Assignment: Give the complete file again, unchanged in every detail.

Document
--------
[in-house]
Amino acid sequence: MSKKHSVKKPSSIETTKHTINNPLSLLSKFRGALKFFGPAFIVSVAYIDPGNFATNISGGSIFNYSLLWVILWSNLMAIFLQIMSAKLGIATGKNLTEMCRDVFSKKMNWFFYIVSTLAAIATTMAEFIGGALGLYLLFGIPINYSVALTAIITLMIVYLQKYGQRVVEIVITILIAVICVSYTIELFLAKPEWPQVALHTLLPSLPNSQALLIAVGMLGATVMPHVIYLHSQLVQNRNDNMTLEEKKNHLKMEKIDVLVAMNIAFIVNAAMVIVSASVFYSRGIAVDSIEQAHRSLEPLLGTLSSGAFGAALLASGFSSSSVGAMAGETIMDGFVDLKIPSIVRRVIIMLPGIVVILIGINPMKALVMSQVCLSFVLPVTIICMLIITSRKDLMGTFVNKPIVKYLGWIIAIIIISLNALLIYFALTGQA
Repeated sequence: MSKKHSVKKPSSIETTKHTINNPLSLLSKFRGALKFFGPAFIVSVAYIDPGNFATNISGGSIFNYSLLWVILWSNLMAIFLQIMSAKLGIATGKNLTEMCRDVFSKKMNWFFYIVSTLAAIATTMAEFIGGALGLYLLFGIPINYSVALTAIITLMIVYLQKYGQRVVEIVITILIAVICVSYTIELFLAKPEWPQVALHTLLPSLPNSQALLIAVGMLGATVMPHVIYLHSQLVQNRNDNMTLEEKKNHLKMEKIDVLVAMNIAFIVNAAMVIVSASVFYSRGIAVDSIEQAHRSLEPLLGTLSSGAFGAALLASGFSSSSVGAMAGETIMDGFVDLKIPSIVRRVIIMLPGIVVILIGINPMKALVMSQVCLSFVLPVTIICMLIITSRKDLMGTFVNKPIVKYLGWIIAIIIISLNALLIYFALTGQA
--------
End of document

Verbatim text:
[in-house]
Amino acid sequence: MSKKHSVKKPSSIETTKHTINNPLSLLSKFRGALKFFGPAFIVSVAYIDPGNFATNISGGSIFNYSLLWVILWSNLMAIFLQIMSAKLGIATGKNLTEMCRDVFSKKMNWFFYIVSTLAAIATTMAEFIGGALGLYLLFGIPINYSVALTAIITLMIVYLQKYGQRVVEIVITILIAVICVSYTIELFLAKPEWPQVALHTLLPSLPNSQALLIAVGMLGATVMPHVIYLHSQLVQNRNDNMTLEEKKNHLKMEKIDVLVAMNIAFIVNAAMVIVSASVFYSRGIAVDSIEQAHRSLEPLLGTLSSGAFGAALLASGFSSSSVGAMAGETIMDGFVDLKIPSIVRRVIIMLPGIVVILIGINPMKALVMSQVCLSFVLPVTIICMLIITSRKDLMGTFVNKPIVKYLGWIIAIIIISLNALLIYFALTGQA
Repeated sequence: MSKKHSVKKPSSIETTKHTINNPLSLLSKFRGALKFFGPAFIVSVAYIDPGNFATNISGGSIFNYSLLWVILWSNLMAIFLQIMSAKLGIATGKNLTEMCRDVFSKKMNWFFYIVSTLAAIATTMAEFIGGALGLYLLFGIPINYSVALTAIITLMIVYLQKYGQRVVEIVITILIAVICVSYTIELFLAKPEWPQVALHTLLPSLPNSQALLIAVGMLGATVMPHVIYLHSQLVQNRNDNMTLEEKKNHLKMEKIDVLVAMNIAFIVNAAMVIVSASVFYSRGIAVDSIEQAHRSLEPLLGTLSSGAFGAALLASGFSSSSVGAMAGETIMDGFVDLKIPSIVRRVIIMLPGIVVILIGINPMKALVMSQVCLSFVLPVTIICMLIITSRKDLMGTFVNKPIVKYLGWIIAIIIISLNALLIYFALTGQA